ACT English 2.3 Sentence Structure
ACT English: Sentence Structure Drill 2, Problem 3. What is the best way to punctuate this passage?
|ACT English||Sentence Structure|
|Product Type||ACT English|
|Sentence Structure||Comma Splices and Run-Ons|
Comma Splices and Run-on Sentences
Let's just kick (A) to the curb right from the get-go. There's no way this big mess of
a sentence doesn't need any changes.
No worries, though. We'll find a way to clean it up.
"The university's plan for expansion included a new arts building and a new library" is
one complete independent clause, while "if the funding drive is successful, there will
be enough money for both" is another.
By connecting these two independent clauses with nothing but a comma, the original sentence
becomes one big nasty comma splice.
If possible, choice (B) makes an even bigger mess out of the situation by not putting any
punctuation at all between our two independent clauses.
We know that two independent clauses that are jammed together without a conjunction
or the proper punctuation are what's known as a run-on or fused sentence.
(D) does get one thing right by using a semicolon to connect our independent clauses.
This is one of the semicolon's main jobs, and here it does that job well. At times,
it can be a great way to fix a run-on sentence.
However, choice (D) lets us down by allowing a comma to run wild.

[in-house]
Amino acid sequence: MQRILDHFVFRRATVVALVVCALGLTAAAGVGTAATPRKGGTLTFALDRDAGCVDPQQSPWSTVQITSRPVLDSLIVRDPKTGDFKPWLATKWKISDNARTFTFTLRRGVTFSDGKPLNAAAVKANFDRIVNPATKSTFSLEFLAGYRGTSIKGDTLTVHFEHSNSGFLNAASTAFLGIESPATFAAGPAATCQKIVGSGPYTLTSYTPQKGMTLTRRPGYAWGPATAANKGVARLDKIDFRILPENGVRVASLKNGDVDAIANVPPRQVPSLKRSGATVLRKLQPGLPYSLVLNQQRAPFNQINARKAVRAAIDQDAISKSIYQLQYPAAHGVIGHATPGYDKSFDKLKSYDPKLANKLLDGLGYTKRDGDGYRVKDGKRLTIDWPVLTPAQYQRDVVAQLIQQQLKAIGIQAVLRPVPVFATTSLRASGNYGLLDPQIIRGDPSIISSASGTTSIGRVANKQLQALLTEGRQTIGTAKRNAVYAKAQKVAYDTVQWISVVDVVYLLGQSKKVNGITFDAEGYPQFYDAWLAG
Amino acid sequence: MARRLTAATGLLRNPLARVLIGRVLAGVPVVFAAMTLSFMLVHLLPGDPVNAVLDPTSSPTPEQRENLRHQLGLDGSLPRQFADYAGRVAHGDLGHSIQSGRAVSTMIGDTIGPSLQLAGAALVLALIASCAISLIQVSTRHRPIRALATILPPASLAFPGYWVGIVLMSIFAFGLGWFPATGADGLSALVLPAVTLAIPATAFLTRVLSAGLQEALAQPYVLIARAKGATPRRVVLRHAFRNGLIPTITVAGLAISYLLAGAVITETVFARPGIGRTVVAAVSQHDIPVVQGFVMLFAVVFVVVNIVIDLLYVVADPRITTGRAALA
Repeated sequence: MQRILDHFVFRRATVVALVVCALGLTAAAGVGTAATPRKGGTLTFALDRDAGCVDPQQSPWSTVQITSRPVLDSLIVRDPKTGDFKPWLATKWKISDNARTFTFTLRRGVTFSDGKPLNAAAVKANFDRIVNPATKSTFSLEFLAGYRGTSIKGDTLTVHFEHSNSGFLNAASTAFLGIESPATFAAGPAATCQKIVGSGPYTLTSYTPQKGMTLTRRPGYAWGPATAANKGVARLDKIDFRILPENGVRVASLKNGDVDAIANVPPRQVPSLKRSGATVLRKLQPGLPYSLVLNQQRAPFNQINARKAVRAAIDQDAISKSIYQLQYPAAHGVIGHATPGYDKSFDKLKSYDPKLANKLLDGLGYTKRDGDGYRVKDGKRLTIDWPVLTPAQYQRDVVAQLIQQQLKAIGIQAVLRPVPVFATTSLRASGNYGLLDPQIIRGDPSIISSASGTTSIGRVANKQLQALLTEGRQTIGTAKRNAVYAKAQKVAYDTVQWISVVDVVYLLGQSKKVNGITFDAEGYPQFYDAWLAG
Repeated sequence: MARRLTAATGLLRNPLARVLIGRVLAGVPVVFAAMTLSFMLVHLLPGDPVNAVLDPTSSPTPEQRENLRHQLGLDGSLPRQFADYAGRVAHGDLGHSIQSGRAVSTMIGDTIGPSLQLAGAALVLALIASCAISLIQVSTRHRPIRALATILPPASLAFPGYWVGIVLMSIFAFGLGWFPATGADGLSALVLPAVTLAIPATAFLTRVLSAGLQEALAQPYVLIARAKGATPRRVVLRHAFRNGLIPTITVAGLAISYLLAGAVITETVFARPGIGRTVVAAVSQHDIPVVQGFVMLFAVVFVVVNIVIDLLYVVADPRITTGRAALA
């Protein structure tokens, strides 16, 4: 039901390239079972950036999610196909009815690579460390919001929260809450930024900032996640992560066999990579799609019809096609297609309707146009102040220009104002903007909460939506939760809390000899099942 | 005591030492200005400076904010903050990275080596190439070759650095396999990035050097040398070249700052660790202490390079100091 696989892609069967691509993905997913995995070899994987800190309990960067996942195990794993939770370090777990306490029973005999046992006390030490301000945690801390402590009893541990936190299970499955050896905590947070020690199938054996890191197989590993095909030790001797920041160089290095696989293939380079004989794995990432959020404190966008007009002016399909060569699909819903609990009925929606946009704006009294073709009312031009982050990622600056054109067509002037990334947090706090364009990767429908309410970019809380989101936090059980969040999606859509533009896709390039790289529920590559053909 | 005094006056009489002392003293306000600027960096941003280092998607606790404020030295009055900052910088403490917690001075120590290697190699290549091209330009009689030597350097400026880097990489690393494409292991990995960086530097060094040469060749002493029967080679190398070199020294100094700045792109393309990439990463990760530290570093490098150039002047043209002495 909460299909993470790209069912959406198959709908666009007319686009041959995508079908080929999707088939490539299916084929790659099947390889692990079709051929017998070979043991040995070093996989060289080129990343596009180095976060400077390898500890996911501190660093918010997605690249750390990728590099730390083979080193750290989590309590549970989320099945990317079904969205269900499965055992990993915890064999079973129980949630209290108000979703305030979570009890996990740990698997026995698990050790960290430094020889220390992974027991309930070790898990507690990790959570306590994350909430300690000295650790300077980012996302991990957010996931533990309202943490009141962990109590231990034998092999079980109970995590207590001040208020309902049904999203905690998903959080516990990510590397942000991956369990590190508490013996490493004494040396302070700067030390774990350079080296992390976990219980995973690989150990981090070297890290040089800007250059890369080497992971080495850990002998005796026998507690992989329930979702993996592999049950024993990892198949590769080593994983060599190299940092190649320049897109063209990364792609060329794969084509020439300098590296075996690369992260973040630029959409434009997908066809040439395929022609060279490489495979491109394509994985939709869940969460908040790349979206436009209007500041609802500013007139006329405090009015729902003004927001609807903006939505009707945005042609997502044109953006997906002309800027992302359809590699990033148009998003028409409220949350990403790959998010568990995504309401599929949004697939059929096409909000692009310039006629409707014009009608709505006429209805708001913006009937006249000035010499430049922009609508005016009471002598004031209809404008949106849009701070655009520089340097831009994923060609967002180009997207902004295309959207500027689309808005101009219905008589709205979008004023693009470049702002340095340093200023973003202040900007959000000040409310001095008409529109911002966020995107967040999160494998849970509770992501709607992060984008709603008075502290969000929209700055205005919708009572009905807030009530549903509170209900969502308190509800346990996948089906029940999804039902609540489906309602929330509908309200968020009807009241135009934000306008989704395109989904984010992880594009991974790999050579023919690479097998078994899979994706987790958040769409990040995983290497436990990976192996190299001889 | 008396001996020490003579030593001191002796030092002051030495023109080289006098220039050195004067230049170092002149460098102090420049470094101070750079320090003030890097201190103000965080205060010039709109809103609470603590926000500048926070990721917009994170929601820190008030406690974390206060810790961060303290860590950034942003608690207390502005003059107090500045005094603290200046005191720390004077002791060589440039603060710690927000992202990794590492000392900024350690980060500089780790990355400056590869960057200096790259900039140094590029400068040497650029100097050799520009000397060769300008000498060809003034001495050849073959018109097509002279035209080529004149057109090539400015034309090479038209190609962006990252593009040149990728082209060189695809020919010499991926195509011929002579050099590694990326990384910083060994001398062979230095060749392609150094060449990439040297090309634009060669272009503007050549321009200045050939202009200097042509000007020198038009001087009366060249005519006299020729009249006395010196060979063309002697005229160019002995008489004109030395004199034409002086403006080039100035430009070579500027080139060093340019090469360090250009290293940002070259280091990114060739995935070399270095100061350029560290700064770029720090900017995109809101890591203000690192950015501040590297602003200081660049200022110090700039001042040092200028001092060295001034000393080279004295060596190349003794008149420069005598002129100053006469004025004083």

"If the funding drive is successful" is an introductory phrase, which sets the stage
for the main clause to come.
In this case, the phrase starts with the preposition "if," so we know that this particular introductory
phrase is what's known as a prepositional phrase.
Anyway, whenever a sentence starts with an introductory phrase, it's important to set
it apart with a comma to help with clarity.
Choice (D), however, places the comma directly after the preposition "if," rather than after
the phrase as a whole.
This, of course, is incorrect, so while it impressed us with its semicolon, (D) gets
disqualified for its sloppy comma use.
Choice (C) solves our original comma splice issue correctly by separating the two independent
clauses with a period.
Now they're each free to be themselves, without the other all up in its business all the time.
Like Brad and Jennifer or Ben and J-lo, some couples just aren't meant
to be together...